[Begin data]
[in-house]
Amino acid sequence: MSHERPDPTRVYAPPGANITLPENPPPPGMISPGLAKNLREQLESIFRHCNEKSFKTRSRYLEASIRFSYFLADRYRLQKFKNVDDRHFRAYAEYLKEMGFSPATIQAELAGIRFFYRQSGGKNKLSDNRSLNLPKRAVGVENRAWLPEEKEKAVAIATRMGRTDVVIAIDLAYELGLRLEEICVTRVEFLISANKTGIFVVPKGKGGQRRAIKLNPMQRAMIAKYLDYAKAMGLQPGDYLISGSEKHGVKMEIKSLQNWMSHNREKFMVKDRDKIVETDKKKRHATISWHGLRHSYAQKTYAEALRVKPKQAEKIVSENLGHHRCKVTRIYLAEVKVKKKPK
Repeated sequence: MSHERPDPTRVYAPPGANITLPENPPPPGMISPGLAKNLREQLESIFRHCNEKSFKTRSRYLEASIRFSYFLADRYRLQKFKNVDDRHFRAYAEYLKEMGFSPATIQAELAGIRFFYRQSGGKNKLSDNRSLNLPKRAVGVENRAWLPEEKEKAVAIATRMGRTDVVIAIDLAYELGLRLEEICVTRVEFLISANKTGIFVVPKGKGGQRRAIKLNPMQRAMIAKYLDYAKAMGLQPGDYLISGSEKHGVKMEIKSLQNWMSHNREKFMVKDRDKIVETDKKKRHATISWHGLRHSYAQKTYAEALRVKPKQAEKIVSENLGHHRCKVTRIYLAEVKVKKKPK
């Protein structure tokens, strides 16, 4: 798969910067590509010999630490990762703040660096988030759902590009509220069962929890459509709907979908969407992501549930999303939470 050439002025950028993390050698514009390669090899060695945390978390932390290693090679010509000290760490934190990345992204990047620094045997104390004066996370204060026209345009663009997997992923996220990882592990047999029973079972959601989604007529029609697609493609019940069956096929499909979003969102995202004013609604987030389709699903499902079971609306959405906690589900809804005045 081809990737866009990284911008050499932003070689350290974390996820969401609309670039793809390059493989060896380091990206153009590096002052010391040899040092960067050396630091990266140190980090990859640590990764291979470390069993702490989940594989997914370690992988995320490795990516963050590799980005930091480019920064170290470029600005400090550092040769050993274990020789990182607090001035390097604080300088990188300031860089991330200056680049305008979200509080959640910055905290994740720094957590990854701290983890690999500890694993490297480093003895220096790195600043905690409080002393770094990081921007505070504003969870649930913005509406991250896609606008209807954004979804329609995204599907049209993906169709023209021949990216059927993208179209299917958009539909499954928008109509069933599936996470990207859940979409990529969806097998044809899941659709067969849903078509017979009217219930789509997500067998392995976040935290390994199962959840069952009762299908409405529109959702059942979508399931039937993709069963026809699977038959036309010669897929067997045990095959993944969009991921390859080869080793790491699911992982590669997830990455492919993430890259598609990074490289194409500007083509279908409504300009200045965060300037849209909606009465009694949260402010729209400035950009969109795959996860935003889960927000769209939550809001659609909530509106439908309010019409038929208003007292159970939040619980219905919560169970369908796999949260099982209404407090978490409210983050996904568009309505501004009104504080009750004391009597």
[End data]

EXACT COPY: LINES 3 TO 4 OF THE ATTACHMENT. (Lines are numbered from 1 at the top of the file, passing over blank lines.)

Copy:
Repeated sequence: MSHERPDPTRVYAPPGANITLPENPPPPGMISPGLAKNLREQLESIFRHCNEKSFKTRSRYLEASIRFSYFLADRYRLQKFKNVDDRHFRAYAEYLKEMGFSPATIQAELAGIRFFYRQSGGKNKLSDNRSLNLPKRAVGVENRAWLPEEKEKAVAIATRMGRTDVVIAIDLAYELGLRLEEICVTRVEFLISANKTGIFVVPKGKGGQRRAIKLNPMQRAMIAKYLDYAKAMGLQPGDYLISGSEKHGVKMEIKSLQNWMSHNREKFMVKDRDKIVETDKKKRHATISWHGLRHSYAQKTYAEALRVKPKQAEKIVSENLGHHRCKVTRIYLAEVKVKKKPK
């Protein structure tokens, strides 16, 4: 798969910067590509010999630490990762703040660096988030759902590009509220069962929890459509709907979908969407992501549930999303939470 050439002025950028993390050698514009390669090899060695945390978390932390290693090679010509000290760490934190990345992204990047620094045997104390004066996370204060026209345009663009997997992923996220990882592990047999029973079972959601989604007529029609697609493609019940069956096929499909979003969102995202004013609604987030389709699903499902079971609306959405906690589900809804005045 081809990737866009990284911008050499932003070689350290974390996820969401609309670039793809390059493989060896380091990206153009590096002052010391040899040092960067050396630091990266140190980090990859640590990764291979470390069993702490989940594989997914370690992988995320490795990516963050590799980005930091480019920064170290470029600005400090550092040769050993274990020789990182607090001035390097604080300088990188300031860089991330200056680049305008979200509080959640910055905290994740720094957590990854701290983890690999500890694993490297480093003895220096790195600043905690409080002393770094990081921007505070504003969870649930913005509406991250896609606008209807954004979804329609995204599907049209993906169709023209021949990216059927993208179209299917958009539909499954928008109509069933599936996470990207859940979409990529969806097998044809899941659709067969849903078509017979009217219930789509997500067998392995976040935290390994199962959840069952009762299908409405529109959702059942979508399931039937993709069963026809699977038959036309010669897929067997045990095959993944969009991921390859080869080793790491699911992982590669997830990455492919993430890259598609990074490289194409500007083509279908409504300009200045965060300037849209909606009465009694949260402010729209400035950009969109795959996860935003889960927000769209939550809001659609909530509106439908309010019409038929208003007292159970939040619980219905919560169970369908796999949260099982209404407090978490409210983050996904568009309505501004009104504080009750004391009597």